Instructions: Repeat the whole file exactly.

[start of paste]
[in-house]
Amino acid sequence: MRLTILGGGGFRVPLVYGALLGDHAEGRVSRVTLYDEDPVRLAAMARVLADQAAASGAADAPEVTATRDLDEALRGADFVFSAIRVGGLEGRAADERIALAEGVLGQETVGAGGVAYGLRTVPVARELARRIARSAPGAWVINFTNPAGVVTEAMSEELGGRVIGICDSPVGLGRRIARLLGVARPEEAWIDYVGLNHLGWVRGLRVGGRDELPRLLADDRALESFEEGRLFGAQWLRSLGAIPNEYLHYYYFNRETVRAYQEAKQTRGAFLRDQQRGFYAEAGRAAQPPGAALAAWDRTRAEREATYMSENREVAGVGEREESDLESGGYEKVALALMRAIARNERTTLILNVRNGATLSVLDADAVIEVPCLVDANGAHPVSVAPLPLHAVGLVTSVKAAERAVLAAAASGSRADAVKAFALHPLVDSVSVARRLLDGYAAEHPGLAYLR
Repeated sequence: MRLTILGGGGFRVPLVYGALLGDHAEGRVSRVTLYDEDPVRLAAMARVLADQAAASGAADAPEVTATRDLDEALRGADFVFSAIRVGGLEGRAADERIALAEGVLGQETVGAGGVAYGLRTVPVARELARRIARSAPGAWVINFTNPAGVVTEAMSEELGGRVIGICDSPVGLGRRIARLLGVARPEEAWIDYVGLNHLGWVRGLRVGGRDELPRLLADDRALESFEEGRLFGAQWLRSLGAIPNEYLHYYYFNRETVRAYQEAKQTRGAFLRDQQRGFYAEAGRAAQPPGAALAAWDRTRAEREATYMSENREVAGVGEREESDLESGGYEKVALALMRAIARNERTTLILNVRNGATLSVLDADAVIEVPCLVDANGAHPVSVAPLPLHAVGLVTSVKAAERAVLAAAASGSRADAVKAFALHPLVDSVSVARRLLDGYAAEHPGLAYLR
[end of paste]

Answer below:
[in-house]
Amino acid sequence: MRLTILGGGGFRVPLVYGALLGDHAEGRVSRVTLYDEDPVRLAAMARVLADQAAASGAADAPEVTATRDLDEALRGADFVFSAIRVGGLEGRAADERIALAEGVLGQETVGAGGVAYGLRTVPVARELARRIARSAPGAWVINFTNPAGVVTEAMSEELGGRVIGICDSPVGLGRRIARLLGVARPEEAWIDYVGLNHLGWVRGLRVGGRDELPRLLADDRALESFEEGRLFGAQWLRSLGAIPNEYLHYYYFNRETVRAYQEAKQTRGAFLRDQQRGFYAEAGRAAQPPGAALAAWDRTRAEREATYMSENREVAGVGEREESDLESGGYEKVALALMRAIARNERTTLILNVRNGATLSVLDADAVIEVPCLVDANGAHPVSVAPLPLHAVGLVTSVKAAERAVLAAAASGSRADAVKAFALHPLVDSVSVARRLLDGYAAEHPGLAYLR
Repeated sequence: MRLTILGGGGFRVPLVYGALLGDHAEGRVSRVTLYDEDPVRLAAMARVLADQAAASGAADAPEVTATRDLDEALRGADFVFSAIRVGGLEGRAADERIALAEGVLGQETVGAGGVAYGLRTVPVARELARRIARSAPGAWVINFTNPAGVVTEAMSEELGGRVIGICDSPVGLGRRIARLLGVARPEEAWIDYVGLNHLGWVRGLRVGGRDELPRLLADDRALESFEEGRLFGAQWLRSLGAIPNEYLHYYYFNRETVRAYQEAKQTRGAFLRDQQRGFYAEAGRAAQPPGAALAAWDRTRAEREATYMSENREVAGVGEREESDLESGGYEKVALALMRAIARNERTTLILNVRNGATLSVLDADAVIEVPCLVDANGAHPVSVAPLPLHAVGLVTSVKAAERAVLAAAASGSRADAVKAFALHPLVDSVSVARRLLDGYAAEHPGLAYLR